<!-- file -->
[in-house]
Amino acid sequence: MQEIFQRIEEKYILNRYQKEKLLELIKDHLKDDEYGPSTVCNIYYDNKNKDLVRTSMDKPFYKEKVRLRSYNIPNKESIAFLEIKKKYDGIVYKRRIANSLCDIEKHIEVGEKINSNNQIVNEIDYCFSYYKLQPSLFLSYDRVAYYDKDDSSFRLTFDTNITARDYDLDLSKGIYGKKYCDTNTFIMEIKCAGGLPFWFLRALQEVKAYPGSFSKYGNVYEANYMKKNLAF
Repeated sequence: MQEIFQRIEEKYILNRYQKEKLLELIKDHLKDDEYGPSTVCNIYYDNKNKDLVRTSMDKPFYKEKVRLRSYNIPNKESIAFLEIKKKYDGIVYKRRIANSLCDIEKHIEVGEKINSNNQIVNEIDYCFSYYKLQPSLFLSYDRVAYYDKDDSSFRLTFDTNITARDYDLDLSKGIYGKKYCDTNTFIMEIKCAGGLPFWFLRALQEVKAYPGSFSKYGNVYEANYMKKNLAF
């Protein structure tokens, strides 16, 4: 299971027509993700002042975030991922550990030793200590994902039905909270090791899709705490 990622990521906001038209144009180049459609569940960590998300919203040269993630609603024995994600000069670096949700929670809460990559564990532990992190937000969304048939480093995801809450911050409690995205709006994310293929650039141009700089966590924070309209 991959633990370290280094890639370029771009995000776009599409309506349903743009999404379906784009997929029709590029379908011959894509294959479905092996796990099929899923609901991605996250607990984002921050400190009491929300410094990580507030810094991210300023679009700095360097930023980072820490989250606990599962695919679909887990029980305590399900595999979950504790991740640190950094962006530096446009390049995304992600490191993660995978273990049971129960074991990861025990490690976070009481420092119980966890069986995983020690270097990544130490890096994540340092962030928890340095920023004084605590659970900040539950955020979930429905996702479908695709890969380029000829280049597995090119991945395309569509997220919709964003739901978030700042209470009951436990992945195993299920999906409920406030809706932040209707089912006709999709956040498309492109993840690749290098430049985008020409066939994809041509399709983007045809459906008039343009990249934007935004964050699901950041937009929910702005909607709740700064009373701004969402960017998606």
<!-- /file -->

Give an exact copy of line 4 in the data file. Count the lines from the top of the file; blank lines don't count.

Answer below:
């Protein structure tokens, strides 16, 4: 299971027509993700002042975030991922550990030793200590994902039905909270090791899709705490 990622990521906001038209144009180049459609569940960590998300919203040269993630609603024995994600000069670096949700929670809460990559564990532990992190937000969304048939480093995801809450911050409690995205709006994310293929650039141009700089966590924070309209 991959633990370290280094890639370029771009995000776009599409309506349903743009999404379906784009997929029709590029379908011959894509294959479905092996796990099929899923609901991605996250607990984002921050400190009491929300410094990580507030810094991210300023679009700095360097930023980072820490989250606990599962695919679909887990029980305590399900595999979950504790991740640190950094962006530096446009390049995304992600490191993660995978273990049971129960074991990861025990490690976070009481420092119980966890069986995983020690270097990544130490890096994540340092962030928890340095920023004084605590659970900040539950955020979930429905996702479908695709890969380029000829280049597995090119991945395309569509997220919709964003739901978030700042209470009951436990992945195993299920999906409920406030809706932040209707089912006709999709956040498309492109993840690749290098430049985008020409066939994809041509399709983007045809459906008039343009990249934007935004964050699901950041937009929910702005909607709740700064009373701004969402960017998606």